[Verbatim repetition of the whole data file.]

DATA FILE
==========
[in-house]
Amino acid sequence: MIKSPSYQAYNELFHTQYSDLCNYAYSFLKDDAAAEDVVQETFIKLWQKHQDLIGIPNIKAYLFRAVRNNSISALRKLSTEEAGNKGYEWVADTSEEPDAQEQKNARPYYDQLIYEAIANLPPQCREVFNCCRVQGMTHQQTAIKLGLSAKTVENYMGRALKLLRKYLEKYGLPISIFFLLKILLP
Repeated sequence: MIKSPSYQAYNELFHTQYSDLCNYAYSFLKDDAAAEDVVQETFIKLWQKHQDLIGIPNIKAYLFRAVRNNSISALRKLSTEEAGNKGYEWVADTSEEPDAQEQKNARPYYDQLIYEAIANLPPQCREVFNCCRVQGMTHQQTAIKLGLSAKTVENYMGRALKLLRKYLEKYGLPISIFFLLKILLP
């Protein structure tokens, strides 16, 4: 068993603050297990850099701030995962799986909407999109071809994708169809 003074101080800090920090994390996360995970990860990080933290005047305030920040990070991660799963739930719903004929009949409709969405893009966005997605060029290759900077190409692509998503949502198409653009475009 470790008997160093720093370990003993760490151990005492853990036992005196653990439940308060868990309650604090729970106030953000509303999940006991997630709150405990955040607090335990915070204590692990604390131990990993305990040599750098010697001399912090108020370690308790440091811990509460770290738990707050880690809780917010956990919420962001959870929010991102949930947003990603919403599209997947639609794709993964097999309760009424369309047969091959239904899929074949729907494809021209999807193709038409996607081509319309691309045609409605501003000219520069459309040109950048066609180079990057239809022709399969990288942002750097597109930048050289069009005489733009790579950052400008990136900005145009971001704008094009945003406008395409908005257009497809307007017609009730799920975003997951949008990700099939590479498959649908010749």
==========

[in-house]
Amino acid sequence: MIKSPSYQAYNELFHTQYSDLCNYAYSFLKDDAAAEDVVQETFIKLWQKHQDLIGIPNIKAYLFRAVRNNSISALRKLSTEEAGNKGYEWVADTSEEPDAQEQKNARPYYDQLIYEAIANLPPQCREVFNCCRVQGMTHQQTAIKLGLSAKTVENYMGRALKLLRKYLEKYGLPISIFFLLKILLP
Repeated sequence: MIKSPSYQAYNELFHTQYSDLCNYAYSFLKDDAAAEDVVQETFIKLWQKHQDLIGIPNIKAYLFRAVRNNSISALRKLSTEEAGNKGYEWVADTSEEPDAQEQKNARPYYDQLIYEAIANLPPQCREVFNCCRVQGMTHQQTAIKLGLSAKTVENYMGRALKLLRKYLEKYGLPISIFFLLKILLP
């Protein structure tokens, strides 16, 4: 068993603050297990850099701030995962799986909407999109071809994708169809 003074101080800090920090994390996360995970990860990080933290005047305030920040990070991660799963739930719903004929009949409709969405893009966005997605060029290759900077190409692509998503949502198409653009475009 470790008997160093720093370990003993760490151990005492853990036992005196653990439940308060868990309650604090729970106030953000509303999940006991997630709150405990955040607090335990915070204590692990604390131990990993305990040599750098010697001399912090108020370690308790440091811990509460770290738990707050880690809780917010956990919420962001959870929010991102949930947003990603919403599209997947639609794709993964097999309760009424369309047969091959239904899929074949729907494809021209999807193709038409996607081509319309691309045609409605501003000219520069459309040109950048066609180079990057239809022709399969990288942002750097597109930048050289069009005489733009790579950052400008990136900005145009971001704008094009945003406008395409908005257009497809307007017609009730799920975003997951949008990700099939590479498959649908010749």